Following Wednesday's historic decision by the Supreme Court striking down the heart of the discriminatory, so-called "Defense of Marriage Act," President Obama said:
…I've directed the Attorney General to work with other members of my Cabinet to review all relevant federal statutes to ensure this decision, including its implications for Federal benefits and obligations, is implemented swiftly and smoothly.
It was great to see this commitment from President Obama, and it quickly became very clear that no time will be wasted in ensuring that married same-sex couples from across the country receive the federal respect and recognition for their marriages that they have been far too long denied.
On Friday, the Office of Personnel Management (OPM) announced that, for the first time in our nation's history, same-sex spouses of federal employees are now eligible for the federal employee health insurance program and other key programs. President Obama took note of the occasion, saying:
This is a critical first step toward implementing this week's landmark Supreme Court decision declaring that all married couples --gay and straight -- should be treated equally under federal law. Thousands of gays and lesbians serve our country every day in the federal government. They, and their spouses and children, deserve the same respect and protection as every other family.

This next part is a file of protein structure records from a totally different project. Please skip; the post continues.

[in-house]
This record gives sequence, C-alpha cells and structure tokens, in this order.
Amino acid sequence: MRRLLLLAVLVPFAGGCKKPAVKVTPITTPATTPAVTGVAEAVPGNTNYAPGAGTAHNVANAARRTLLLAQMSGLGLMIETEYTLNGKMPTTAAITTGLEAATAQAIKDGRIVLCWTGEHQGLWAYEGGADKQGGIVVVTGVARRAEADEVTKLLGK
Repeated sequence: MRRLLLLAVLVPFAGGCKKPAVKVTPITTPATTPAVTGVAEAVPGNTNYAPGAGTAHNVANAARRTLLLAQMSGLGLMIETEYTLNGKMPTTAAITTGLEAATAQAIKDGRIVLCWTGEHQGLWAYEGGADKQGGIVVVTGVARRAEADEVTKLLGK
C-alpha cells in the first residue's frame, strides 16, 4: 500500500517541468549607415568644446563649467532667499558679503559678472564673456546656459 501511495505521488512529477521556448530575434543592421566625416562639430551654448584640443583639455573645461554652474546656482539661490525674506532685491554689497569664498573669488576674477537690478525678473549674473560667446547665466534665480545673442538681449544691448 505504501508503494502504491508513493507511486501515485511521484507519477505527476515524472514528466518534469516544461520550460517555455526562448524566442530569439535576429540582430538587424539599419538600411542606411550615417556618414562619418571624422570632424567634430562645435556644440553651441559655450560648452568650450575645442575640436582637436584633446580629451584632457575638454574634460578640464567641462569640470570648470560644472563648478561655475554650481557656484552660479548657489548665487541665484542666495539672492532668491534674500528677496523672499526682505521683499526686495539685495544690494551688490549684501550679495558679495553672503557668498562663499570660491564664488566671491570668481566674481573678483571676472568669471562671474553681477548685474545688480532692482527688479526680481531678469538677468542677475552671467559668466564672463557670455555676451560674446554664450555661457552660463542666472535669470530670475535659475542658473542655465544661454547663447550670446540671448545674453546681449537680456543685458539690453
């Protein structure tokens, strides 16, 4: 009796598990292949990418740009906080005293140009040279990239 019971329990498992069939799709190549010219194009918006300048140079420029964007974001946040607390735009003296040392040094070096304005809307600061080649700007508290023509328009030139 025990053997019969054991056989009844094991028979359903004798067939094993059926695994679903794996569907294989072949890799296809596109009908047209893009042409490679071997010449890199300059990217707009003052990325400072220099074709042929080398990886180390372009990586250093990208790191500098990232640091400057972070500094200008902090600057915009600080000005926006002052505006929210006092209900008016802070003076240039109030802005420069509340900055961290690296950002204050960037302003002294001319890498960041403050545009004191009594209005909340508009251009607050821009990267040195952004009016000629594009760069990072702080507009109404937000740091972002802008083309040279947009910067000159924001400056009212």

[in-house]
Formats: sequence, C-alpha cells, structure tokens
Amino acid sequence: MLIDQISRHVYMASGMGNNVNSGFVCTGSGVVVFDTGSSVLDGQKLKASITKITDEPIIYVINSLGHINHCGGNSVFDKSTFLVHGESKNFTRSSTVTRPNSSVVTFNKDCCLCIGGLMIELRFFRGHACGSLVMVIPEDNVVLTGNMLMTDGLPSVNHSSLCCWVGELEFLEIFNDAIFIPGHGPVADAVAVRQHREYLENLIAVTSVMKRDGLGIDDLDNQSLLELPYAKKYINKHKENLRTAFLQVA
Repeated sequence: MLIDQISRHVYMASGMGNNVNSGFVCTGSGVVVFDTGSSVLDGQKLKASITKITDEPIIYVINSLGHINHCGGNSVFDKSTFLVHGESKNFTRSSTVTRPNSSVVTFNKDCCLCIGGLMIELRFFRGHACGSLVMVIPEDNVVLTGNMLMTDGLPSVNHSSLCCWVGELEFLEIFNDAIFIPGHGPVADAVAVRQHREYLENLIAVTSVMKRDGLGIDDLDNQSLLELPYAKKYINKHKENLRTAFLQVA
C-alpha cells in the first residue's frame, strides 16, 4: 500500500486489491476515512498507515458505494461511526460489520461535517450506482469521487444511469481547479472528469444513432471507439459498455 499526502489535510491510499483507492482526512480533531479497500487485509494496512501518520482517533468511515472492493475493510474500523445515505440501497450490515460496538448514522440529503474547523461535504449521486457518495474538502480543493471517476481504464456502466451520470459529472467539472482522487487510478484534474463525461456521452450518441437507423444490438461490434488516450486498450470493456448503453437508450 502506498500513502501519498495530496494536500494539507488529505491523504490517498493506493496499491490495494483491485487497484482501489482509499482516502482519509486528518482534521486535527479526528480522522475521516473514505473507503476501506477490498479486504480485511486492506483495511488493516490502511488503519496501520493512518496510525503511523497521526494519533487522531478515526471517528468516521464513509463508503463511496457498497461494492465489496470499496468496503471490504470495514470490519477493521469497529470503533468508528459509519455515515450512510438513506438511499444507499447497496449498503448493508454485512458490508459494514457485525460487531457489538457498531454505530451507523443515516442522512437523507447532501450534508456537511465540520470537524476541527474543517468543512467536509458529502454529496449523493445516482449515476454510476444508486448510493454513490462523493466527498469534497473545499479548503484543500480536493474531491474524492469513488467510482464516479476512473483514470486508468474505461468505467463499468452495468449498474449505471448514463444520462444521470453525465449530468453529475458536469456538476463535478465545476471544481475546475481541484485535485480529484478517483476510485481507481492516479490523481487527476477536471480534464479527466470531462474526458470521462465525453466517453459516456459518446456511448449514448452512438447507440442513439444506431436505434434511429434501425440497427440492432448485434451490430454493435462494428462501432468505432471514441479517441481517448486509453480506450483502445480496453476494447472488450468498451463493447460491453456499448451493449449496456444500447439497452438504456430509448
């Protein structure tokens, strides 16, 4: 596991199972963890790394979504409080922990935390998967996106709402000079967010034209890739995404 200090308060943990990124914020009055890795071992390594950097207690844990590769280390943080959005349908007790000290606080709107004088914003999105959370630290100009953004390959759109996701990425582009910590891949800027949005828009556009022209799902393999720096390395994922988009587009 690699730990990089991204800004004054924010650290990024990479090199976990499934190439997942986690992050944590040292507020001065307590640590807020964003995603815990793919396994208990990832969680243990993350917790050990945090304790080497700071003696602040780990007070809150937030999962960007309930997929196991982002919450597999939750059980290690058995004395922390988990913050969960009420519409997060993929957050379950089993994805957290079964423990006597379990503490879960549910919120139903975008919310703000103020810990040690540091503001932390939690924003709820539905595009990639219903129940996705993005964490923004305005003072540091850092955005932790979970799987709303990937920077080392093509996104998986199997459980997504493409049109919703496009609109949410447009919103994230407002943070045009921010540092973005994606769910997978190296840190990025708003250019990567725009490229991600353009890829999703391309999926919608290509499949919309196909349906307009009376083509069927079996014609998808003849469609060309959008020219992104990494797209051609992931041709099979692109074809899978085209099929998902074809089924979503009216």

Also on Friday, according to Julia Preston of The New York Times, an American man in Florida (Julian Marsh) and his husband (Traian Popov), who is from Bulgaria, became the first binational same-sex married couple to be approved for a permanent resident visa (i.e. a green card). Marsh said, "It was just kind of a shock, like winning the lottery. The amazing overwhelming fact is that the government said yes, and my husband and I can live in the country we chose and we love and want to stay in."
On Wednesday, minutes after the decision was announced, another binational same-sex married couple, Sean and Steven Brooks, was spared the threat of separation due to deportation. Steven, who first came to the U.S. in the 1990s when his family moved from Colombia, was facing a deportation hearing on Wednesday morning, a hearing that was immediately halted as a result of the Supreme Court's ruling.
As each day passes and more married same-sex couples begin to benefit directly from last week's historic decision, our nation will take another important step forward in extending the promise of fairness and equality under the law. This day has been a very long time in coming. President Obama and his administration deserve a great deal of credit for keeping their commitment to act swiftly. I'm looking forward to seeing what the coming days, weeks, and months will bring.